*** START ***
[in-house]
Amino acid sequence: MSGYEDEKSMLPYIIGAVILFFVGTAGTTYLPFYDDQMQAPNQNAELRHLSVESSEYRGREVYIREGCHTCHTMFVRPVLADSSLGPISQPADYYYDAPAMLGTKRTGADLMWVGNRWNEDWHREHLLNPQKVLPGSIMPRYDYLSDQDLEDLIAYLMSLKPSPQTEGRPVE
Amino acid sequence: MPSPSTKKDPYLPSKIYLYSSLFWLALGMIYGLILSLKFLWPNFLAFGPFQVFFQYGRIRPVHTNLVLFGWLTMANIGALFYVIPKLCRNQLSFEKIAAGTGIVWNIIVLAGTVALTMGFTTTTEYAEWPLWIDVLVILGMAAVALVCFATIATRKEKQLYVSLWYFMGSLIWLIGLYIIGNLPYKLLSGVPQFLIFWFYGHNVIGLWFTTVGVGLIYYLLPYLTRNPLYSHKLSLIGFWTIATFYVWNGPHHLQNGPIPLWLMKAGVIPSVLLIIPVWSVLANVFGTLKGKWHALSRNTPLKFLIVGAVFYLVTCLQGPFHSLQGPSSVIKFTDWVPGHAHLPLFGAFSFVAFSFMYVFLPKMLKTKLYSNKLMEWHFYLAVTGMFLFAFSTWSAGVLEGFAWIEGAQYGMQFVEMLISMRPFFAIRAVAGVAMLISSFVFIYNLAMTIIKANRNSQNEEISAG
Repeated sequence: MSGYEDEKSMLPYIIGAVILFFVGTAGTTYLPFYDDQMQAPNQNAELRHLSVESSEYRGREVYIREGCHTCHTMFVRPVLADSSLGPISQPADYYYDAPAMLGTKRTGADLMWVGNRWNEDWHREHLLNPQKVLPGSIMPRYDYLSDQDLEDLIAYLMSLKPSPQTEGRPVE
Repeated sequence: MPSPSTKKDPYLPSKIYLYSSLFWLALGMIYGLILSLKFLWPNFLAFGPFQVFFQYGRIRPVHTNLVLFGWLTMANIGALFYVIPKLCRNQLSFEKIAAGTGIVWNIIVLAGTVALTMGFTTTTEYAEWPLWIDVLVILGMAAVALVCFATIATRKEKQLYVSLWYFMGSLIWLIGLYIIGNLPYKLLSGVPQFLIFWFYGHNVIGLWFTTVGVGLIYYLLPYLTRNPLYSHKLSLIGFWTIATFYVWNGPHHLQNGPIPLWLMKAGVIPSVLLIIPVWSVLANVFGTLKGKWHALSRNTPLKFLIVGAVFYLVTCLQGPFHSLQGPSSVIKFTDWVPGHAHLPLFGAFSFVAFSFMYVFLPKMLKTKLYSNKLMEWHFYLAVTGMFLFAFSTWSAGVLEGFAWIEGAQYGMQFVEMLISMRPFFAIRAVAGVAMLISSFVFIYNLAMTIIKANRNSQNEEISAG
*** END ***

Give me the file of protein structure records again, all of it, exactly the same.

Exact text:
[in-house]
Amino acid sequence: MSGYEDEKSMLPYIIGAVILFFVGTAGTTYLPFYDDQMQAPNQNAELRHLSVESSEYRGREVYIREGCHTCHTMFVRPVLADSSLGPISQPADYYYDAPAMLGTKRTGADLMWVGNRWNEDWHREHLLNPQKVLPGSIMPRYDYLSDQDLEDLIAYLMSLKPSPQTEGRPVE
Amino acid sequence: MPSPSTKKDPYLPSKIYLYSSLFWLALGMIYGLILSLKFLWPNFLAFGPFQVFFQYGRIRPVHTNLVLFGWLTMANIGALFYVIPKLCRNQLSFEKIAAGTGIVWNIIVLAGTVALTMGFTTTTEYAEWPLWIDVLVILGMAAVALVCFATIATRKEKQLYVSLWYFMGSLIWLIGLYIIGNLPYKLLSGVPQFLIFWFYGHNVIGLWFTTVGVGLIYYLLPYLTRNPLYSHKLSLIGFWTIATFYVWNGPHHLQNGPIPLWLMKAGVIPSVLLIIPVWSVLANVFGTLKGKWHALSRNTPLKFLIVGAVFYLVTCLQGPFHSLQGPSSVIKFTDWVPGHAHLPLFGAFSFVAFSFMYVFLPKMLKTKLYSNKLMEWHFYLAVTGMFLFAFSTWSAGVLEGFAWIEGAQYGMQFVEMLISMRPFFAIRAVAGVAMLISSFVFIYNLAMTIIKANRNSQNEEISAG
Repeated sequence: MSGYEDEKSMLPYIIGAVILFFVGTAGTTYLPFYDDQMQAPNQNAELRHLSVESSEYRGREVYIREGCHTCHTMFVRPVLADSSLGPISQPADYYYDAPAMLGTKRTGADLMWVGNRWNEDWHREHLLNPQKVLPGSIMPRYDYLSDQDLEDLIAYLMSLKPSPQTEGRPVE
Repeated sequence: MPSPSTKKDPYLPSKIYLYSSLFWLALGMIYGLILSLKFLWPNFLAFGPFQVFFQYGRIRPVHTNLVLFGWLTMANIGALFYVIPKLCRNQLSFEKIAAGTGIVWNIIVLAGTVALTMGFTTTTEYAEWPLWIDVLVILGMAAVALVCFATIATRKEKQLYVSLWYFMGSLIWLIGLYIIGNLPYKLLSGVPQFLIFWFYGHNVIGLWFTTVGVGLIYYLLPYLTRNPLYSHKLSLIGFWTIATFYVWNGPHHLQNGPIPLWLMKAGVIPSVLLIIPVWSVLANVFGTLKGKWHALSRNTPLKFLIVGAVFYLVTCLQGPFHSLQGPSSVIKFTDWVPGHAHLPLFGAFSFVAFSFMYVFLPKMLKTKLYSNKLMEWHFYLAVTGMFLFAFSTWSAGVLEGFAWIEGAQYGMQFVEMLISMRPFFAIRAVAGVAMLISSFVFIYNLAMTIIKANRNSQNEEISAG